“As writers, we have all been given a spur–the gift of communication–to use for the sake of others and for the sake of our most faithful God” – p. 50.

“We borrow language, words, images, the stuff of writing. It’s up to us to acknowledge the original owner, to offer back to Him what we have done with what we have borrowed” – p. 54.

If you’re a Christian writer who is looking for a devotional that is sympathetic to your avocation, you’ve found it in this volume. For those seeking to establish a habit of  writing regularly, the journal question that accompanies each meditation could function as a writing prompt. As well, I think this book would make an excellent devotional component for Christian writing groups.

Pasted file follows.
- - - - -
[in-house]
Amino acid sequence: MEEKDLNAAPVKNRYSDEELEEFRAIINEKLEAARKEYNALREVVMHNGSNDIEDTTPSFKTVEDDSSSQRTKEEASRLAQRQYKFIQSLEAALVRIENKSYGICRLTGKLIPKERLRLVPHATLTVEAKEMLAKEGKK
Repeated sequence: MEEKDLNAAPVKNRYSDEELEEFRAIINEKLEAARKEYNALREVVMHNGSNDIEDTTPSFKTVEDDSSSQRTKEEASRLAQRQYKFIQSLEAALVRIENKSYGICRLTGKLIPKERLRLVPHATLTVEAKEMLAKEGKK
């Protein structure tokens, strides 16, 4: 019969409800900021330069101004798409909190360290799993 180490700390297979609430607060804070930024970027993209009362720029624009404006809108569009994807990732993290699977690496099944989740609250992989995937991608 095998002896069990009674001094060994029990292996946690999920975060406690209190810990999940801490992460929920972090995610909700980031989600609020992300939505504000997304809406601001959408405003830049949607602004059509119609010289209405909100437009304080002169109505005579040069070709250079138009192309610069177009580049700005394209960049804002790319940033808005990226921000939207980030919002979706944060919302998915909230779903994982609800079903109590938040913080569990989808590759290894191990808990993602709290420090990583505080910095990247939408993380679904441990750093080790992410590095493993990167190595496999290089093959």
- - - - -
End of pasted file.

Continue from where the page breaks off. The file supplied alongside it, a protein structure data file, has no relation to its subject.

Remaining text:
I received a gift copy of Abundant Rain Journal from the author for the purpose of writing a review.

View all my reviews

Freelance Writer’s Almanac – March 2014

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Freelance Writer's Almanac icon - violetnesdoly.com

Today is the first day of March. The word “March comes form the Roman ‘Martius.’ According to this site, it was originally the first month of the year (Roman calendar) named after Mars the god of war.

The flower of the month of March is the Daffodil or Jonquil.

Daffodil

Daffodil – the flower of March

March’s stone is Aquamarine  / Bloodstone (modern) and Jasper / Bloodstone  (traditional) – meaning: COURAGE.

Aquamarine

Aquamarine – modern birthstone for March

Bloodstone - birthstone for March

Bloodstone – modern & traditional birthstone for March

Jasper - birthstone for March

Jasper – traditional birthstone for March

Here’s a rhyme for March’s Bloodstone:

Who in this world of ours their eyes